Ditch and Sticks


Ditch and Sticks 7.2014

Ditch and Sticks  is abstract art on a landscape canvas.  The aim here is to achieve a land art design of Scale, Contrast and Repetition – with no particular symbolic meaning or social message to the work – although there is potential for viewers to read their own story into the collage of objects, shapes and highlights in shades of blue.

The Ditch dates back to 2003, a side product of heavy machinery building a driveway to our home. It was to drain water from the bush driveway so the mud and crushed rock would not wash away in the next heavy storm.

As I watched a dozer ripping a drain diagonally across the paddock tumbling out dark brown earth and a multitude of shapely, colourful rocks, I could see a start point for a major land art piece running diagonally for 100 metres across the paddock named Triangle.

I wanted to emphasise the ditch and its width and length using contrasting natural materials – ideally white and weathered old tree branches lying where they have fallen over the decades. Stage 1, the Sticks, took some weeks, collecting, transporting, laying out.

And similarly, to highlight the string of rocks that had been further exposed by rain and wind, many quite striking in their own right. So, a painted contrasting highlighting that would draw the eye to the rhythm of the rocks and then across to the line of the sticks and back again. (click to enlarge)

Ditch and sticks geen reload Ditch and Sticks 7.2014
Ditch and Sticks rhino reload ds6

Stages 2 and 3, Painting, some months later, these stages are underway and will take a week or three. I am working in the mid winter cold, just a few hours a day in the afternoon sun. It is blissfully peaceful – so quiet, the breeze, a few bird calls and frogs in the dam. Sandra Welsman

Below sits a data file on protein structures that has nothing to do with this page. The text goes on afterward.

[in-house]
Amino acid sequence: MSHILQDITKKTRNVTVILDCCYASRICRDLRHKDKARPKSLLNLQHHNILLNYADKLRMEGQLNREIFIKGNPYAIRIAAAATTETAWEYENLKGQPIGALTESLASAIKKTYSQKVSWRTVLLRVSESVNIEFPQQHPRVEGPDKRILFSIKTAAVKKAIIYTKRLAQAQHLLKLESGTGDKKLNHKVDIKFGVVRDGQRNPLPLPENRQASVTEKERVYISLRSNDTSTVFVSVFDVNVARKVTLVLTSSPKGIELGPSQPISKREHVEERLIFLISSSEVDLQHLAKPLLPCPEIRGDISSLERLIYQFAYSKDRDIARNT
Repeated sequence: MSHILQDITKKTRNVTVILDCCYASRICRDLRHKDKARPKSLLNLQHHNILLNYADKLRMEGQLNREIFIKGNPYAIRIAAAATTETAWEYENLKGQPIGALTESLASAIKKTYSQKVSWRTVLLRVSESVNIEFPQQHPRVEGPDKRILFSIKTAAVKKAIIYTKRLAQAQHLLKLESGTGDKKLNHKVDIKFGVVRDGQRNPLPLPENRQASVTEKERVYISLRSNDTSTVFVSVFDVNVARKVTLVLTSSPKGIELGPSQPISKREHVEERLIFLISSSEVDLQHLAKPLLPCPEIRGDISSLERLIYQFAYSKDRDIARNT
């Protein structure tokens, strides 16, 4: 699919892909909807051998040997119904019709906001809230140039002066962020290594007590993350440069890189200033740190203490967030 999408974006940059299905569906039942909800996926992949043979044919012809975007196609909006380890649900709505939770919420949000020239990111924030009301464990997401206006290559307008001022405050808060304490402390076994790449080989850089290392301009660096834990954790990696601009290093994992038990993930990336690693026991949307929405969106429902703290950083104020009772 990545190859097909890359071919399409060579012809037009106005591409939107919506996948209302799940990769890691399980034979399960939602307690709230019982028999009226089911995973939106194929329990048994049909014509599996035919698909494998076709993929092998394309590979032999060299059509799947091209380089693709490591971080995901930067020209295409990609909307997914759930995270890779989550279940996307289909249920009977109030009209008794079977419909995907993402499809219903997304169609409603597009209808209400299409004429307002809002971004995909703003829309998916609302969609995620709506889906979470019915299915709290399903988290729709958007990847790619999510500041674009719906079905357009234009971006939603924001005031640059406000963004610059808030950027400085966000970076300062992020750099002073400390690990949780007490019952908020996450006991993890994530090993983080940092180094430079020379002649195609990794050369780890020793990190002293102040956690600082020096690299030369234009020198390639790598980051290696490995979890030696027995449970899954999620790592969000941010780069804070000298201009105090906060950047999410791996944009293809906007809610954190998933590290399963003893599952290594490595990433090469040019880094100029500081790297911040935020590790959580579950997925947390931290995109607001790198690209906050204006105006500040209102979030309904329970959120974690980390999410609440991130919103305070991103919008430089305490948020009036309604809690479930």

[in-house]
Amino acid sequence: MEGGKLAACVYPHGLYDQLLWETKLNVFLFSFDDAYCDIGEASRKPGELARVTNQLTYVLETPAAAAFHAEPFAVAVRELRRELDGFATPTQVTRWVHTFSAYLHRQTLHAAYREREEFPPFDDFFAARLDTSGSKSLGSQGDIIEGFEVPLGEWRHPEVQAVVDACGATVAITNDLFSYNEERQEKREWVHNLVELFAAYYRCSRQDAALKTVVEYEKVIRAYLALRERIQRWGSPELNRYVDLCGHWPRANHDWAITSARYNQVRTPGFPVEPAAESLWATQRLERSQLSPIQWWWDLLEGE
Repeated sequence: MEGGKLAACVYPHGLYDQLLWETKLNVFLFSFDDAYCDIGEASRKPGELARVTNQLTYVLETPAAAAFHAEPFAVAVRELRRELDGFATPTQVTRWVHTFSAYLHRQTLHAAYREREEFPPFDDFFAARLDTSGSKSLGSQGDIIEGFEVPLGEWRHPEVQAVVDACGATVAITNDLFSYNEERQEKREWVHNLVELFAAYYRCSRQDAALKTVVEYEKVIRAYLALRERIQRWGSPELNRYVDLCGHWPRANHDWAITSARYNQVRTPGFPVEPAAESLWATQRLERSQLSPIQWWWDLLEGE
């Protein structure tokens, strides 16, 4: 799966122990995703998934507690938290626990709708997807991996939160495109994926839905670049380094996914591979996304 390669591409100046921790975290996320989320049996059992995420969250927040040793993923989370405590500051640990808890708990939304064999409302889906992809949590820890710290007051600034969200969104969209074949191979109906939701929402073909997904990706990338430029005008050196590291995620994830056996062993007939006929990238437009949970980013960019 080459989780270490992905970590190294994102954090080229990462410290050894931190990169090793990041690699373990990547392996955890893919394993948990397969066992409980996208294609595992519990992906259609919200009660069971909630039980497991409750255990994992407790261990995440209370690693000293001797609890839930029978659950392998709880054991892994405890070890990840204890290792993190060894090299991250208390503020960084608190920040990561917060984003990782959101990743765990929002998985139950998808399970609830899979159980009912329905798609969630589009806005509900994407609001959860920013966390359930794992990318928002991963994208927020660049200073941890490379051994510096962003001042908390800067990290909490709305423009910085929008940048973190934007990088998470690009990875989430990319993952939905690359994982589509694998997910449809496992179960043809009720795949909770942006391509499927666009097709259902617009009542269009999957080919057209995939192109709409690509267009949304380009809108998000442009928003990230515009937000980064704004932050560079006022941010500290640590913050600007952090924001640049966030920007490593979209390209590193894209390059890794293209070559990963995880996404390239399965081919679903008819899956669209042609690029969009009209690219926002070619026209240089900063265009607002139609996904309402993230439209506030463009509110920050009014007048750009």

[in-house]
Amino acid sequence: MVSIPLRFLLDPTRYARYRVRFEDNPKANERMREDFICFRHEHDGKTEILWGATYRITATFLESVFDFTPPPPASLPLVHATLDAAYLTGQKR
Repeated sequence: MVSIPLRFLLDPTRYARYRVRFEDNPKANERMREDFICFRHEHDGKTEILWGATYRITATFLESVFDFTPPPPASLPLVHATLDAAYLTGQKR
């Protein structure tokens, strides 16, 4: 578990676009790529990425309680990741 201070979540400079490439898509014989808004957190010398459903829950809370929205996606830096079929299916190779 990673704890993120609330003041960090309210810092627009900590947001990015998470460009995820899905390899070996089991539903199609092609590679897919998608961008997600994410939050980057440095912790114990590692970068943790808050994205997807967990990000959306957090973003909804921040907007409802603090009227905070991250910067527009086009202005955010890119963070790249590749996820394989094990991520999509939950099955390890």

August 2014 saw a deal of coverage of ceremonies marking 100 years from the start of World War I. Thinking about those trenches, so many young men lost, makes my art seem a degree frivolous and protected – although we all fight some battles in our era, I have my own front lines, and to be able at last to spend time in artistic endeavour is perhaps one of those freedoms we fight for.

Art and Time 1.2105. Deterioration of this artwork is inevitable although it is holding reasonably well after six months. So many natural forces, animals and plants, could and likely will, impact to shift and fade its parts over the next years. This is a Land Art reality.

British land artist Andy Goldsworthy is famous for his ephemeral transient works. He makes photography and film part of the artistic process. As Goldsworthy has explained, “Each work grows, stays, decays – integral parts of a cycle which the photograph shows at its heights, marking the moment when the work is most alive.


Gabriele Meneguzz – South Africa Site Specific sewing-cucire 2013

Dandelions and wood